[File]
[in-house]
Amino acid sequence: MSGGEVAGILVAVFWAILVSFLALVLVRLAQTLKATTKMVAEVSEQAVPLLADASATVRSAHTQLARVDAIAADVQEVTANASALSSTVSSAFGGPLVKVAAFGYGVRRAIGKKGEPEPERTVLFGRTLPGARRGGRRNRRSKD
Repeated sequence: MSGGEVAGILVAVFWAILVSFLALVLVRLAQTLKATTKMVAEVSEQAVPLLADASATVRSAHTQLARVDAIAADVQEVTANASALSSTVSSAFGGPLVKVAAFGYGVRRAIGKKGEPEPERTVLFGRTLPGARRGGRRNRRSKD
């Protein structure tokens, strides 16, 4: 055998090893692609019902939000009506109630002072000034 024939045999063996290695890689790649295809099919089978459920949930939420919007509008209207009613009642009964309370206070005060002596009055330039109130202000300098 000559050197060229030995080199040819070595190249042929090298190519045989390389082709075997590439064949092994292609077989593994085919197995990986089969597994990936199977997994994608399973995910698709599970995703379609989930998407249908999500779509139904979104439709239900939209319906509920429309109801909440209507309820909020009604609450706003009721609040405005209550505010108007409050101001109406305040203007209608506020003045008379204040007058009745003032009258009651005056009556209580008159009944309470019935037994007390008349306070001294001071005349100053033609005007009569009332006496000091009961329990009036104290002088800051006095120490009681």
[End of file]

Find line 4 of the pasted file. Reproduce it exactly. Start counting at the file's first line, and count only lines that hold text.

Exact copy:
């Protein structure tokens, strides 16, 4: 055998090893692609019902939000009506109630002072000034 024939045999063996290695890689790649295809099919089978459920949930939420919007509008209207009613009642009964309370206070005060002596009055330039109130202000300098 000559050197060229030995080199040819070595190249042929090298190519045989390389082709075997590439064949092994292609077989593994085919197995990986089969597994990936199977997994994608399973995910698709599970995703379609989930998407249908999500779509139904979104439709239900939209319906509920429309109801909440209507309820909020009604609450706003009721609040405005209550505010108007409050101001109406305040203007209608506020003045008379204040007058009745003032009258009651005056009556209580008159009944309470019935037994007390008349306070001294001071005349100053033609005007009569009332006496000091009961329990009036104290002088800051006095120490009681």